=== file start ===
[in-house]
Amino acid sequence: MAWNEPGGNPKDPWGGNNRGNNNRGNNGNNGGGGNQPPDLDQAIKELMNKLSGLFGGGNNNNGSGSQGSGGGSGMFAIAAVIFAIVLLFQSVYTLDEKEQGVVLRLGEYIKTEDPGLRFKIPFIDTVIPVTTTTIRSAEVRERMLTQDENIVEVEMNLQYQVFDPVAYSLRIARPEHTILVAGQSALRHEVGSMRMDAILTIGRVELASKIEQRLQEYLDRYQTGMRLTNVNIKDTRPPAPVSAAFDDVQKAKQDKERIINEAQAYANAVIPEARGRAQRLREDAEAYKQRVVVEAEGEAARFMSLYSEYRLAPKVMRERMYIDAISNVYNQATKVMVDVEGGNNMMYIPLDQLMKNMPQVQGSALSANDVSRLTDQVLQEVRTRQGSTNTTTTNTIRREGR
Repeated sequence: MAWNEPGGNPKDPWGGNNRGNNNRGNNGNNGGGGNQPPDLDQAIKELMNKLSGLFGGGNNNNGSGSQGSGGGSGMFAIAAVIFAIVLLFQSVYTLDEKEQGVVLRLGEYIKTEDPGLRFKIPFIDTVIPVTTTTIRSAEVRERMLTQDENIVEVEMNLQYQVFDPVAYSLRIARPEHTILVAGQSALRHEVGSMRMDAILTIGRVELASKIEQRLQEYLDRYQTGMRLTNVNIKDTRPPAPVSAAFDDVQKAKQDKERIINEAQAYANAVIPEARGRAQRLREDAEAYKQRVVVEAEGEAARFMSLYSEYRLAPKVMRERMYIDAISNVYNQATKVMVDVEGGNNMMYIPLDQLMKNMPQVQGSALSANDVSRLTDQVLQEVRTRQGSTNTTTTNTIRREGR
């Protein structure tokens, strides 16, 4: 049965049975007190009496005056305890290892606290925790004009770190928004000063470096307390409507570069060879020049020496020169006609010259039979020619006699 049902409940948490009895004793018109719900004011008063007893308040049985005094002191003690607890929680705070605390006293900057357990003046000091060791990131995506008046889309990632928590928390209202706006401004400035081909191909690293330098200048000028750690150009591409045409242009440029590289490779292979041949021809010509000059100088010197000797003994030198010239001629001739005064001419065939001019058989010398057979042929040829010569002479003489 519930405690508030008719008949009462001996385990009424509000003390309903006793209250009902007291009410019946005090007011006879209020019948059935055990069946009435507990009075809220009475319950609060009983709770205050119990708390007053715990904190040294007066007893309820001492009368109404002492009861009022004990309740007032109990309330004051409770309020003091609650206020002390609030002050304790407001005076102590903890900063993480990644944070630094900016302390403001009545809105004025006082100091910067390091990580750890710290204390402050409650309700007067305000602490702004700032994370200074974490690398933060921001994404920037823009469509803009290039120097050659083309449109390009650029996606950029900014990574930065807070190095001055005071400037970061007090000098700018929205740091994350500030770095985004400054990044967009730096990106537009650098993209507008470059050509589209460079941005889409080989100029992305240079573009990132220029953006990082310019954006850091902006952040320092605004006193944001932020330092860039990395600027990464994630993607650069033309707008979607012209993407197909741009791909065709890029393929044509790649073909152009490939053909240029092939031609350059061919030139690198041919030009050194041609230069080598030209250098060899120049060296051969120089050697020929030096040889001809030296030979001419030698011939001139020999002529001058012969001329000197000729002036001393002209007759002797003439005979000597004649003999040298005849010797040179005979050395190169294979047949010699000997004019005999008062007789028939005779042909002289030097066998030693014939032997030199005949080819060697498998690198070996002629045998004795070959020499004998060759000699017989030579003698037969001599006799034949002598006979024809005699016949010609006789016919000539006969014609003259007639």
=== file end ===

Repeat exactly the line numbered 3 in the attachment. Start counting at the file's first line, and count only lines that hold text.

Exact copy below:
Repeated sequence: MAWNEPGGNPKDPWGGNNRGNNNRGNNGNNGGGGNQPPDLDQAIKELMNKLSGLFGGGNNNNGSGSQGSGGGSGMFAIAAVIFAIVLLFQSVYTLDEKEQGVVLRLGEYIKTEDPGLRFKIPFIDTVIPVTTTTIRSAEVRERMLTQDENIVEVEMNLQYQVFDPVAYSLRIARPEHTILVAGQSALRHEVGSMRMDAILTIGRVELASKIEQRLQEYLDRYQTGMRLTNVNIKDTRPPAPVSAAFDDVQKAKQDKERIINEAQAYANAVIPEARGRAQRLREDAEAYKQRVVVEAEGEAARFMSLYSEYRLAPKVMRERMYIDAISNVYNQATKVMVDVEGGNNMMYIPLDQLMKNMPQVQGSALSANDVSRLTDQVLQEVRTRQGSTNTTTTNTIRREGR